Ostension Happens

October 22, 2020 Kristina Downs Season 1 Episode 2
Ostension Happens
Show Notes

In our second episode we continue our discussion of "The Killer in the Backseat," but move on to discuss the concept of "ostension," discussing the possibilities of criminals using legends to get ideas for crime. Should we ACTUALLY be checking our backseats? Probably. Along the way we get a story of the time Kristina thought she had a killer in her backseat (She did not! It was Jesse's fault!)

Volvo heartbeat sensor commercial:

Associated Press. 2011. “Man Hiding in Back Seat Flees When Horn Honked,” May 3, 2011.

———. 2014. “Man Apologizes for Tacoma Back-Seat Robbery,” March 5, 2014.

———. 2016. “Teen Calls Escort, Is Robbed by Man Hiding in Backseat,” May 21, 2016.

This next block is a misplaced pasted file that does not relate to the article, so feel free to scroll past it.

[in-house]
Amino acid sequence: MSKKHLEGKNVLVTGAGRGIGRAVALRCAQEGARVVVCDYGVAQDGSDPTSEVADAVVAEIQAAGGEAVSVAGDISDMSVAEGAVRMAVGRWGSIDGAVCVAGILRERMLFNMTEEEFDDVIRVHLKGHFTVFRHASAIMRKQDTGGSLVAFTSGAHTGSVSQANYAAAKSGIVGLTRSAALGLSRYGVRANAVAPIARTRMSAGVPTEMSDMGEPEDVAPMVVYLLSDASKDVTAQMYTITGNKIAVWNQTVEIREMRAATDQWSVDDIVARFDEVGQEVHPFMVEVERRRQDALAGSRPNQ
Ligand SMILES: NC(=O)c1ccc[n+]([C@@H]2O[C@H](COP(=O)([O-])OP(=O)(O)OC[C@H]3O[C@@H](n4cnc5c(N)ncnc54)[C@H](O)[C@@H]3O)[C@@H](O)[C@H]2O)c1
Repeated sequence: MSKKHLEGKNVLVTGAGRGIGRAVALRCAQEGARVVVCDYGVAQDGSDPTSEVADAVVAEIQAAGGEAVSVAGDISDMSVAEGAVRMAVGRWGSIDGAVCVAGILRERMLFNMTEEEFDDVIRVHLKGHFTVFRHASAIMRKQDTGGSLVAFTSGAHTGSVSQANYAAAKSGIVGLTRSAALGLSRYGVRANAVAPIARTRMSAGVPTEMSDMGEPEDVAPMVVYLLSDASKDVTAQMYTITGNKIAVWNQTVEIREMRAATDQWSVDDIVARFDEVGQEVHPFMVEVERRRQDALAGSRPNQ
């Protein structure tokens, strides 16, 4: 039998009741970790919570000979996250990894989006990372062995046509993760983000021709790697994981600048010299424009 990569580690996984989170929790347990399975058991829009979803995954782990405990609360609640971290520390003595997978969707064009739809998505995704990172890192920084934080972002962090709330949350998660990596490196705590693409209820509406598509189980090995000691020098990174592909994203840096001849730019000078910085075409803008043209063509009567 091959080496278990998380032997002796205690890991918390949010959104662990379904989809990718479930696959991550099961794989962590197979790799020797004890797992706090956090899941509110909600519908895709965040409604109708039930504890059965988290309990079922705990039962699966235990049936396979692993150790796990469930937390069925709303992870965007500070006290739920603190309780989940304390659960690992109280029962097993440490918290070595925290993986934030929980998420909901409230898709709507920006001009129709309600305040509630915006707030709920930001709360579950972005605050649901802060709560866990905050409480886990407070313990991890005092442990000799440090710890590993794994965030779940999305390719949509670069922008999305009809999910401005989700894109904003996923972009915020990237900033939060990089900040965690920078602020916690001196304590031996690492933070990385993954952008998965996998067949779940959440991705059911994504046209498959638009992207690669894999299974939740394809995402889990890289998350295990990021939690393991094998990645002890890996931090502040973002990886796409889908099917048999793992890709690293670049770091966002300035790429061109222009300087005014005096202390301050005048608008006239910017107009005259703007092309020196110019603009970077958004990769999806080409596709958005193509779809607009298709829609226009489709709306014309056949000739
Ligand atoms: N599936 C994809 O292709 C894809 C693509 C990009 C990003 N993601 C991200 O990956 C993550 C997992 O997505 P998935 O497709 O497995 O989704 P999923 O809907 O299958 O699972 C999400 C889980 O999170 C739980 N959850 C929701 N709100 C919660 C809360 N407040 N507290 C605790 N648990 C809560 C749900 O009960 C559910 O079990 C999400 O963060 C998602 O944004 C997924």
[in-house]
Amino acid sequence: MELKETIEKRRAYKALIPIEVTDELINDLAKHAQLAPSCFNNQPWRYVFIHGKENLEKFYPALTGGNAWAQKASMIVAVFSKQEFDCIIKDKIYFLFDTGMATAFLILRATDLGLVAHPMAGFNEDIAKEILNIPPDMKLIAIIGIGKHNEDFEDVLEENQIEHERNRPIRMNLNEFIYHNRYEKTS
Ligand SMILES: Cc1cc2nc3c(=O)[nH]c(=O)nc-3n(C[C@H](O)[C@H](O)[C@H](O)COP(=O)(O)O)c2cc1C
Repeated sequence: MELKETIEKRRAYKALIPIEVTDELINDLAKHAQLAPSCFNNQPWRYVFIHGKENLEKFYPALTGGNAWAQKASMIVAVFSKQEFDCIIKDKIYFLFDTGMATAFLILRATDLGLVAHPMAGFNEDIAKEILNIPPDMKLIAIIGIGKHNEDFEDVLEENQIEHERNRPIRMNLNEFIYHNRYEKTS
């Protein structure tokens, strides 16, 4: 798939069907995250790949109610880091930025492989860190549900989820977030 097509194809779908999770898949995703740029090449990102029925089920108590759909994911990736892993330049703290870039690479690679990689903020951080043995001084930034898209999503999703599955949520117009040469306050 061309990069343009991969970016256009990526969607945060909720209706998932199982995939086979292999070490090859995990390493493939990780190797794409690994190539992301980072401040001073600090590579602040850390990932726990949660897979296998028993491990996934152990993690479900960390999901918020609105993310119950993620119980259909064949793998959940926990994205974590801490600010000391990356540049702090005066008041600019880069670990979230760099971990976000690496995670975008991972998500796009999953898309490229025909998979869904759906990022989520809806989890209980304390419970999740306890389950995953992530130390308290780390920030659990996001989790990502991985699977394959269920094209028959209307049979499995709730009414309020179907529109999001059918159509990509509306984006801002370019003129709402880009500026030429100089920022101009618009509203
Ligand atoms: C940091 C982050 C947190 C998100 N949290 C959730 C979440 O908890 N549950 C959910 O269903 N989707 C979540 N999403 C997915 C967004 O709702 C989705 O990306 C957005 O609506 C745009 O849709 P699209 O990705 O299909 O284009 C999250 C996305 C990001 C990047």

Covarrubias, Amanda. 2010. “Ex-Girlfriend Stabs Man with Ice Pick after Hiding in Back Seat of His Car in Yorba Linda, Police Say.” L.A. Now, August 31, 2010.

Eldred, Georgia. 2000. “Woman Doctor in Car Ambush; Drug Addict Armed with Screwdriver Hides on Back Seat.” Evening Standard, February 16, 2000.

Ellis, Bill. 1989. “Death by Folklore: Ostension, Contemporary Legend, and Murder.” Western Folklore 48 (3): 201–20.

English, Nordeka. 1992. “Teen Hiding in Back Seat Part of ‘Lowjacking’ of Woman’s Car.” St. Louis Post-Dispatch, November 11, 1992.

Fletcher, Mike. 2011. “Would-Be Abductor Was Hiding in Back Seat, Police Say.” Kokomo Tribune, March 10, 2011.

Hamilton Spectator. 2019. “Man Who Was Hiding in Back Seat of Car Assaulted Female Driver, OPP Say,” April 24, 2019.

Moorhead, Molly. 2007. “McDonald’s Manage Abducted by Suspect Hiding in Back Seat.” St. Petersburg Times, December 7, 2007.